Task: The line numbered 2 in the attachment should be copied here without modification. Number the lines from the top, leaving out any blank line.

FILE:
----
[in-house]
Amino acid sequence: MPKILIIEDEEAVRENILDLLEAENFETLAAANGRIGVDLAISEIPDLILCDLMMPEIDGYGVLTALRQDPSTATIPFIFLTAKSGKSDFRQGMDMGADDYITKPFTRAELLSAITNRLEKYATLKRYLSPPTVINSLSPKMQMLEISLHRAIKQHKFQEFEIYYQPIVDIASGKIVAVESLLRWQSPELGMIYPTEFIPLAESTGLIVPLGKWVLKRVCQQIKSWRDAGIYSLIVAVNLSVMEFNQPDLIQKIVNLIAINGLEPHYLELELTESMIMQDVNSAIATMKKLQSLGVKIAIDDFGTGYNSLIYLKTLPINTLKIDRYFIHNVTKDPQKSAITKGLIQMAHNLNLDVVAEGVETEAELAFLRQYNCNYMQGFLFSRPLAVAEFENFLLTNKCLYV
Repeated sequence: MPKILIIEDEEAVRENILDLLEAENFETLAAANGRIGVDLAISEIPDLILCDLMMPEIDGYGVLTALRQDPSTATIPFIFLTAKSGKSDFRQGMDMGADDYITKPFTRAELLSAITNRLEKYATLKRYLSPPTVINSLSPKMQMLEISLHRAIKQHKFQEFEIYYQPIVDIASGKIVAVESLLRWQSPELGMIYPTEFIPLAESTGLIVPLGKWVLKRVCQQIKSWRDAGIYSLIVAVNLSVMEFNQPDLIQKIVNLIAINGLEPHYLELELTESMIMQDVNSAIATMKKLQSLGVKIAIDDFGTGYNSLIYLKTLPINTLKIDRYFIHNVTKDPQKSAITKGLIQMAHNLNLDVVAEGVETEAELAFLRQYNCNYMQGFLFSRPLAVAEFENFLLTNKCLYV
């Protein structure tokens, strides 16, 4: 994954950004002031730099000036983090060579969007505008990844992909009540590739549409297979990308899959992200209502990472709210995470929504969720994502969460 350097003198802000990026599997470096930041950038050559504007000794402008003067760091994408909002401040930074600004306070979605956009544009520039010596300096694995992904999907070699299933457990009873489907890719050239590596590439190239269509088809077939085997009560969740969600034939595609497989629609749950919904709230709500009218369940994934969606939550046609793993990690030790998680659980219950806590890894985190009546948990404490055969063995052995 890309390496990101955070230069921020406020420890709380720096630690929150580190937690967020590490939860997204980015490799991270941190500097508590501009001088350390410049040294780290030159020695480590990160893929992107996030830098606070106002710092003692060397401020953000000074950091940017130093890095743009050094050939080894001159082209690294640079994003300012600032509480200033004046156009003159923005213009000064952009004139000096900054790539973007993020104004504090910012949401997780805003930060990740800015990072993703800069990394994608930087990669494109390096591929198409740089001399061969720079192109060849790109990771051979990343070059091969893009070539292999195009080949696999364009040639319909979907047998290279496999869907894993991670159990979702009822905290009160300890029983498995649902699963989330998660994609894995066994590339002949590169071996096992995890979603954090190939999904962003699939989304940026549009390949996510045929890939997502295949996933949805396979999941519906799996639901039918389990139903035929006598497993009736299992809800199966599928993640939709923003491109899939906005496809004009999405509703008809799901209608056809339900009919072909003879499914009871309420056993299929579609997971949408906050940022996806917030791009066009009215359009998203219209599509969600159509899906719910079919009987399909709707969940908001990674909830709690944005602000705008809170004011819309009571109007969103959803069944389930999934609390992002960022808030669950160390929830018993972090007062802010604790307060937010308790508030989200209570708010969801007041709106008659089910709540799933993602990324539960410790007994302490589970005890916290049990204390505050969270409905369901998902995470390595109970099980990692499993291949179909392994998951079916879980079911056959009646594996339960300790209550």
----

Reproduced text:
Amino acid sequence: MPKILIIEDEEAVRENILDLLEAENFETLAAANGRIGVDLAISEIPDLILCDLMMPEIDGYGVLTALRQDPSTATIPFIFLTAKSGKSDFRQGMDMGADDYITKPFTRAELLSAITNRLEKYATLKRYLSPPTVINSLSPKMQMLEISLHRAIKQHKFQEFEIYYQPIVDIASGKIVAVESLLRWQSPELGMIYPTEFIPLAESTGLIVPLGKWVLKRVCQQIKSWRDAGIYSLIVAVNLSVMEFNQPDLIQKIVNLIAINGLEPHYLELELTESMIMQDVNSAIATMKKLQSLGVKIAIDDFGTGYNSLIYLKTLPINTLKIDRYFIHNVTKDPQKSAITKGLIQMAHNLNLDVVAEGVETEAELAFLRQYNCNYMQGFLFSRPLAVAEFENFLLTNKCLYV